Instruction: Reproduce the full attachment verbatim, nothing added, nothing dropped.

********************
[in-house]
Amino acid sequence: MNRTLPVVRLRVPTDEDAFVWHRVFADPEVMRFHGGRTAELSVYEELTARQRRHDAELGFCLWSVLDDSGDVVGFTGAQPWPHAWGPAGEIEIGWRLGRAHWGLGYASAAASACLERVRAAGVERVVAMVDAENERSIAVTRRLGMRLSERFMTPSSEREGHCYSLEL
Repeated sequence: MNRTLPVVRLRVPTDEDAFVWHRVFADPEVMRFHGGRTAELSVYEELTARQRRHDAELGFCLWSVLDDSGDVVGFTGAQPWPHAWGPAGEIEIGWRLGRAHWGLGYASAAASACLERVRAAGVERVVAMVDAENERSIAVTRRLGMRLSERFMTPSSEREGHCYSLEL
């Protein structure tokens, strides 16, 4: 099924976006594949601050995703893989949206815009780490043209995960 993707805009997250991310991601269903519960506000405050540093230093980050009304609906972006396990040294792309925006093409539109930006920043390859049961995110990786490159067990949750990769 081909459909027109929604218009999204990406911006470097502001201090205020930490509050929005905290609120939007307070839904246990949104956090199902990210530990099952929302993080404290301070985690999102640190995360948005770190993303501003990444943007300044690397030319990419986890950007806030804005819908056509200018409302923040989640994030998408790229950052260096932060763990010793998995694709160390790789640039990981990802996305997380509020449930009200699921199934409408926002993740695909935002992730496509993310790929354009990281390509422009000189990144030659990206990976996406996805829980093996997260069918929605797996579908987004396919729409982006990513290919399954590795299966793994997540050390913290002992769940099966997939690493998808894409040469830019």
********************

[in-house]
Amino acid sequence: MNRTLPVVRLRVPTDEDAFVWHRVFADPEVMRFHGGRTAELSVYEELTARQRRHDAELGFCLWSVLDDSGDVVGFTGAQPWPHAWGPAGEIEIGWRLGRAHWGLGYASAAASACLERVRAAGVERVVAMVDAENERSIAVTRRLGMRLSERFMTPSSEREGHCYSLEL
Repeated sequence: MNRTLPVVRLRVPTDEDAFVWHRVFADPEVMRFHGGRTAELSVYEELTARQRRHDAELGFCLWSVLDDSGDVVGFTGAQPWPHAWGPAGEIEIGWRLGRAHWGLGYASAAASACLERVRAAGVERVVAMVDAENERSIAVTRRLGMRLSERFMTPSSEREGHCYSLEL
């Protein structure tokens, strides 16, 4: 099924976006594949601050995703893989949206815009780490043209995960 993707805009997250991310991601269903519960506000405050540093230093980050009304609906972006396990040294792309925006093409539109930006920043390859049961995110990786490159067990949750990769 081909459909027109929604218009999204990406911006470097502001201090205020930490509050929005905290609120939007307070839904246990949104956090199902990210530990099952929302993080404290301070985690999102640190995360948005770190993303501003990444943007300044690397030319990419986890950007806030804005819908056509200018409302923040989640994030998408790229950052260096932060763990010793998995694709160390790789640039990981990802996305997380509020449930009200699921199934409408926002993740695909935002992730496509993310790929354009990281390509422009000189990144030659990206990976996406996805829980093996997260069918929605797996579908987004396919729409982006990513290919399954590795299966793994997540050390913290002992769940099966997939690493998808894409040469830019």